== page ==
Georgiou, Odysseas. "Interactive Structural Analysis ." In Designing together: Proceedings of the 14th International conference on Computer Aided Architectural Design, 833-846. CAAD Futures. Liège: Les Éditions de l'Université de Liège, 2011. This paper re-approaches structural engineering through an interactive perspective by introducing a series of tools that concatenate parametric design with structural analysis, thus achieving interoperability between form and its structural performance. Parametric Design is linked to Structural Analysis using computer programming to establish a common interactive framework that leads to performance based designs that respond to structural constrains and conditions in an interactive manner. A series of examples illustrate the synergy between form and structure by interactively modelling, analysing and visualizing its response.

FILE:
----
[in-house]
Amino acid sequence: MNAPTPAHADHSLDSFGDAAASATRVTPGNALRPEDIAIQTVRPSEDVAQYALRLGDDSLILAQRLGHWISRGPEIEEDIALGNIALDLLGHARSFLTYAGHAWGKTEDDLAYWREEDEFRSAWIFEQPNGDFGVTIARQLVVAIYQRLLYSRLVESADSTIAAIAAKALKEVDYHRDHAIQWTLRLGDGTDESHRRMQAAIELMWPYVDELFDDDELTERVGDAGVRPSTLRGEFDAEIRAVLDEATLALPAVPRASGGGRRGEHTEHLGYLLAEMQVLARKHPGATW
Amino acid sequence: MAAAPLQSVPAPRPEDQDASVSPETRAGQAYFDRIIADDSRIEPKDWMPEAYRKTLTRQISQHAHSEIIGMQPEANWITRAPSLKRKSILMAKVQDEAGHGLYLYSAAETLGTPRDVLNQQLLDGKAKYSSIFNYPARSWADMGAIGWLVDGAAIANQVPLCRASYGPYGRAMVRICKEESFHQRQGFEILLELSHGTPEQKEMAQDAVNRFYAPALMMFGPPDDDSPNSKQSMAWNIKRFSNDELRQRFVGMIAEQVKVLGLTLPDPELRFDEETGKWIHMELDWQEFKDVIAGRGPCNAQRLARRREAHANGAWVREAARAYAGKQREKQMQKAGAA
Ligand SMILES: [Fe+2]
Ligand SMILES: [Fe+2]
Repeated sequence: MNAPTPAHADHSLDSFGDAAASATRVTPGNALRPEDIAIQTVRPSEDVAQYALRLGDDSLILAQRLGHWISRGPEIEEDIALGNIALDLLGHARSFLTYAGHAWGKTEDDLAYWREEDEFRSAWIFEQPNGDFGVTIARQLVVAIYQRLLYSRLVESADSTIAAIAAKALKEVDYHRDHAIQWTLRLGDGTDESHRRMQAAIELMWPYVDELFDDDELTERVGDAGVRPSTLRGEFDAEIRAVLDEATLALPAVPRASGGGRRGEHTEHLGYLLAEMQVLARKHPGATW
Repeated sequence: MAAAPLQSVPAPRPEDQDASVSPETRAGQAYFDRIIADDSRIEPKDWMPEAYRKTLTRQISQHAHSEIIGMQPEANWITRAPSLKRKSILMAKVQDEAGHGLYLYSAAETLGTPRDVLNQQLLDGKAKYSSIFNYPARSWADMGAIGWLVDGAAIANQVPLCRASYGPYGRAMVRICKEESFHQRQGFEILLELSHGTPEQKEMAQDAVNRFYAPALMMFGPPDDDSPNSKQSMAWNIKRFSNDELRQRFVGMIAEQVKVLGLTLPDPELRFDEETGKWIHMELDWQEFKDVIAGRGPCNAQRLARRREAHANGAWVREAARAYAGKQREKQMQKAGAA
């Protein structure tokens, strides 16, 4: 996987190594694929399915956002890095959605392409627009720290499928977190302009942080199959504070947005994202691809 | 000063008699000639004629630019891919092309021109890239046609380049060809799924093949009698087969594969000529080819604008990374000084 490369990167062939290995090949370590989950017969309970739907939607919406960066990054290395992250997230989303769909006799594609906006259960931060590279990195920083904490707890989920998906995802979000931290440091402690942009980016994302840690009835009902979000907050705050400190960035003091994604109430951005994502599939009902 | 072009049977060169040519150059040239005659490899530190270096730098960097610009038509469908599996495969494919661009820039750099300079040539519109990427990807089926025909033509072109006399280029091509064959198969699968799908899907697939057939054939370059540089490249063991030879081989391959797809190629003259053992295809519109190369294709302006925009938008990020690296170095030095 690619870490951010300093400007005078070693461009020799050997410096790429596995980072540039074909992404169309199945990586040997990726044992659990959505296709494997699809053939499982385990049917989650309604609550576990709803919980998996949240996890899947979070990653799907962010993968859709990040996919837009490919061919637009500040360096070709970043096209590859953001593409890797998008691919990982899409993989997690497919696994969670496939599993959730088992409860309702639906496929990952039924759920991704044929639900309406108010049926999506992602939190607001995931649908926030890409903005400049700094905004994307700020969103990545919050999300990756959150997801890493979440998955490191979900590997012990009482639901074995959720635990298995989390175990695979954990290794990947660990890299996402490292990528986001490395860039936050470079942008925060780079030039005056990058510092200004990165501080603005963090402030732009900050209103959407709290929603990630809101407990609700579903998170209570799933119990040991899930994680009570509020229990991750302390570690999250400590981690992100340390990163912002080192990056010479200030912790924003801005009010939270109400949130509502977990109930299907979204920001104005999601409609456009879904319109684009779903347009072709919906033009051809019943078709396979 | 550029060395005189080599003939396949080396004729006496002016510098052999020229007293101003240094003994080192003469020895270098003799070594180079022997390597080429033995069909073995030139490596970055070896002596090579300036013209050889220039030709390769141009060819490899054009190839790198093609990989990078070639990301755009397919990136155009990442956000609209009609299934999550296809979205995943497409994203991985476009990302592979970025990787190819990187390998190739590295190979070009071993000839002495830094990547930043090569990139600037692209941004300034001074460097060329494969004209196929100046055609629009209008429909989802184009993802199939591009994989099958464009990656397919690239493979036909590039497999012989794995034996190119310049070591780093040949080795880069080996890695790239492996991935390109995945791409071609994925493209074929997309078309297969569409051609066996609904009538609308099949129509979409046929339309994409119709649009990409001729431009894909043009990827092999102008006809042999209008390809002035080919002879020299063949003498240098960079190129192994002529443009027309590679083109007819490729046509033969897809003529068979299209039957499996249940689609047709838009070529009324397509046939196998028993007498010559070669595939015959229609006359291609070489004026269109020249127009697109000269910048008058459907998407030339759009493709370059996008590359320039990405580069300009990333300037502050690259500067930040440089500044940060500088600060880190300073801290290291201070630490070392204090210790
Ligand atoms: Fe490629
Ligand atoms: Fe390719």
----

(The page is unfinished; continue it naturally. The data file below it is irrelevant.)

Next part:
Park, Hyoung-June. "Mass-Customization in the Design of 4,000 Bus Stops ." In Designing together: Proceedings of the 14th International conference on Computer Aided Architectural Design, 265-278. CAAD Futures. Liège: Les Éditions de l'Université de Liège, 2011. In Hawaii, "TheBus" has been a main transportation system since 1971. Considering the high cost of living in Hawaii and the absence of a rail system, the use of "TheBus" has been an instrumental vein of the city life in Honolulu with rhythmical pauses at about 4,000 bus stops in Honolulu. However, existing undifferentiated bus stops are developed from a cost effective mass production system so that they have been problematic for satisfying specific needs from various site conditions. In this research, an integrated computational method of mass-customization for designing 4,000 bus stops is introduced. According to various site conditions, the design of each bus stop is customized. Unlike the mass produced bus stops commonly seen in cities today, the proposed computational method in this paper produces bus stop design outcomes that fit into the physical characteristics of the location in which they are installed. Mass-customization allows for the creation and production of unique or similar buildings and building components, differentiated through digitally controlled variation (Kolarevic, 2003). The employment of a computational mass  customization in architectural design extends the boundary of design solutions to the satisfaction of multi-objective requirements and unlimited freedom to search alternative solutions (Duarte, 2001, Caldas, 2006). The computational method developed in this paper consists of 1) definition of a prototype, 2) parametric variation, 3) manual deformation, and 4) simulation based deformation. The definition of a prototype is the development of a basic design to be transformed for satisfying various conditions given from a site. In this paper, the bus stop prototype is developed from the analysis of more than 300 bus stops and the categorization of the existing bus stops according to their physical conditions, contextual conditions, climatic conditions, and existing amenities. Based upon the outcome of the analysis, the design variables of a bus stop prototype are defined. Those design variables then guide the basic physical parameters for changing the physical configuration of the prototype according to a given site. From this, many possible design outcomes are generated as instances for further developments. The process of manual deformation is where the designer employs its intuition to develop the selected parametric variation. The designer is compelled to think about the possible implication derived from formal variation. This optional process allows every design decision to have a creative solution from an individual designer with an incidental quality in aesthetics, but substantiated functional quality. Finally the deformation of the selection is guided and controlled by the influence of sun direction/ exposure to the selection. The simulation based deformation starts with the movement of the sun as the trigger for generating the variations of the bus stop prototype. The implementation of the computational method was made within the combination of MEL (Maya Enbedded Language), autodesk MAYA and Ecotect environment.